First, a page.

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Passive Solar Teacher Sheet

Passive Solar Teacher Sheet By Fred Bauder [CC BY-SA 3.0 (http://creativecommons.org/licenses/by-sa/3.0), via Wikimedia Commons

Introduction

In this lesson, your students will do some research about the causes of climate change and some potential solutions. One possible solution students will study is passive solar design. This sheet provides some background information about it.


As the demand for energy increases, we must begin to consider our use of energy and the impact that energy production has on our global environment. The data is clear that global temperatures are rising. Although some of that climate change may be from natural causes, much of it appears to be caused by human activity. Heating and cooling accounts for almost half of energy used in the typical U.S. home.

Passive solar design refers to the use of the sun’s energy for the heating and cooling of living spaces. In this approach, the building itself or some element of it takes advantage of natural energy characteristics in materials and air created by exposure to the sun. Passive systems are simple, have few moving parts, and require minimal maintenance and no mechanical systems.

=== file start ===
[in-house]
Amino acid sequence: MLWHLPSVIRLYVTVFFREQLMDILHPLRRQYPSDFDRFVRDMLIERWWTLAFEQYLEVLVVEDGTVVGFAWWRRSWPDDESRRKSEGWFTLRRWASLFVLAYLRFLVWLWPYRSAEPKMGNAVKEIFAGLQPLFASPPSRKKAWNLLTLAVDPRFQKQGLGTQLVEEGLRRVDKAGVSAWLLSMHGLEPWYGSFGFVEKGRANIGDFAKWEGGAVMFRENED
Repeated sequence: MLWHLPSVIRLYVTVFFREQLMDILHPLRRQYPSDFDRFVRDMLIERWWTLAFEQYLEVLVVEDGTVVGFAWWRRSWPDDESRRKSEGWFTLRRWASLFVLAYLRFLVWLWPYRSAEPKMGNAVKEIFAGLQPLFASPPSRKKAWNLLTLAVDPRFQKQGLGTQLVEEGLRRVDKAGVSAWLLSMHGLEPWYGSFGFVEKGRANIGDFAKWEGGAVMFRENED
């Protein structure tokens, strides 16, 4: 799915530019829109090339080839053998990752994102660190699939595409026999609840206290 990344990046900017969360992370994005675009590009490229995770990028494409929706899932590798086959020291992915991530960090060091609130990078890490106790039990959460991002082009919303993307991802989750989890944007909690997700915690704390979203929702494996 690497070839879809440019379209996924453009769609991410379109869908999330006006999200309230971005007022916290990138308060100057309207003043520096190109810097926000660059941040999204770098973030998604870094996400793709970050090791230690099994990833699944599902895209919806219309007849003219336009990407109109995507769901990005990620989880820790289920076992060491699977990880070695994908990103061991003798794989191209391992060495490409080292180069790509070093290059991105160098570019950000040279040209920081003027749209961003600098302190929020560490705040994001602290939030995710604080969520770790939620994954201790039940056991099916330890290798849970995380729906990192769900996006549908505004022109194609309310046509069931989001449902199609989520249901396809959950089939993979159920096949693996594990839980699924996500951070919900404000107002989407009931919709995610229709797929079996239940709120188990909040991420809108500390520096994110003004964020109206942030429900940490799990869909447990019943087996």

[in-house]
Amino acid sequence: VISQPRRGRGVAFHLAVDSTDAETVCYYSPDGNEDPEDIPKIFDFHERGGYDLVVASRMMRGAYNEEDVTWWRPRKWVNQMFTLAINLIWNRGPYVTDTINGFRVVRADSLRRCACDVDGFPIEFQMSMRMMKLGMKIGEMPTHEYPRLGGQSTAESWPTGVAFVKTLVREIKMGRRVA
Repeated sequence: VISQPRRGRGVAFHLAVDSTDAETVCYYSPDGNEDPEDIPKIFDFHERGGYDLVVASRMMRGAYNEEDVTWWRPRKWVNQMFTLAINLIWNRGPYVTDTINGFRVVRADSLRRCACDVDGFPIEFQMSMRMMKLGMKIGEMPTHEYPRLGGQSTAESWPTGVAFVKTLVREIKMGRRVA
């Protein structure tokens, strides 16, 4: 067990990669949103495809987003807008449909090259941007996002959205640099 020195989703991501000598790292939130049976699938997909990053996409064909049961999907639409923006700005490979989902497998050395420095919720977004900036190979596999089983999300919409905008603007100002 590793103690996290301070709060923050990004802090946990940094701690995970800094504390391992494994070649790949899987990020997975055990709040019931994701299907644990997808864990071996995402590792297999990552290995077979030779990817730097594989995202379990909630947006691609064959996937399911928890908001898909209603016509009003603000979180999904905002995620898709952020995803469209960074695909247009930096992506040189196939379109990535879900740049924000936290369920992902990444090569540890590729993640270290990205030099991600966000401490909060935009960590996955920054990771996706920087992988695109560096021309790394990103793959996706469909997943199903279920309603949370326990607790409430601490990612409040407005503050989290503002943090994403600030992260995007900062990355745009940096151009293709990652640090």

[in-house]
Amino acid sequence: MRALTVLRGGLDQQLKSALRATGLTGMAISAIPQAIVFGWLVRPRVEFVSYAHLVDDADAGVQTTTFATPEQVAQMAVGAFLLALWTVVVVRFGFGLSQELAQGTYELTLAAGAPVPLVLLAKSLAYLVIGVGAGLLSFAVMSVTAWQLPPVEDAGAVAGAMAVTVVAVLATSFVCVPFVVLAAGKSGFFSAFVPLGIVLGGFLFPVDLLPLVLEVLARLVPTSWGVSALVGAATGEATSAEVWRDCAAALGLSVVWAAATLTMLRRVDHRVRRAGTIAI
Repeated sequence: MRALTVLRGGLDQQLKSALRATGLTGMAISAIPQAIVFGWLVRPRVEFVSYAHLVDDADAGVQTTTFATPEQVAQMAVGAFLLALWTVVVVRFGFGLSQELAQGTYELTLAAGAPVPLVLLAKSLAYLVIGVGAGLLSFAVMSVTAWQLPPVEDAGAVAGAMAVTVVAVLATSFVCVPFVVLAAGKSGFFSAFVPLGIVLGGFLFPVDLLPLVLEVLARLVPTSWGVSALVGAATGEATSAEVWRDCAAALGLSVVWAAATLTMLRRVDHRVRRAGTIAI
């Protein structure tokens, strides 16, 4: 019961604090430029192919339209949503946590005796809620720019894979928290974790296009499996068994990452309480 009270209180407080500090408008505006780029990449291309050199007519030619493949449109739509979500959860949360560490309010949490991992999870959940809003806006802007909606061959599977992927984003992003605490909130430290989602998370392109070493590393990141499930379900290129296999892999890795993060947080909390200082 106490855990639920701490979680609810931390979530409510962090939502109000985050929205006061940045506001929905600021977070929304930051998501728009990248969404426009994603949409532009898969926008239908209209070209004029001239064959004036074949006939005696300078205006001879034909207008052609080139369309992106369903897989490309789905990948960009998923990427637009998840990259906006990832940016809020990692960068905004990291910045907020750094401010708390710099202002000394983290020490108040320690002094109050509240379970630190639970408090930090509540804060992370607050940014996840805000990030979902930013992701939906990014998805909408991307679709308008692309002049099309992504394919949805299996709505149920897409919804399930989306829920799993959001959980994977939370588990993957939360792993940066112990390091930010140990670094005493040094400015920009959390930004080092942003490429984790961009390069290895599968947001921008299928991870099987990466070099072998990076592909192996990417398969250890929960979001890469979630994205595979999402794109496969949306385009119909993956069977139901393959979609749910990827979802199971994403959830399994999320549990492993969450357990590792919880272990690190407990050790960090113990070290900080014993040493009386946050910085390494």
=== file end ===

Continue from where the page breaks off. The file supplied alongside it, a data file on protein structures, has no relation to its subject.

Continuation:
Operable windows, thermal mass, and thermal chimneys are common elements found in passive design. Operable windows are simply windows that can be opened. Thermal mass refers to materials such as masonry and water that can store heat energy for an extended time. Thermal mass will prevent rapid temperature fluctuations. Thermal chimneys create or reinforce the effect of hot air rising to induce air movement for cooling purposes.

 

This teacher sheet is a part of the Mitigating Climate Change through Passive Solar Design lesson.

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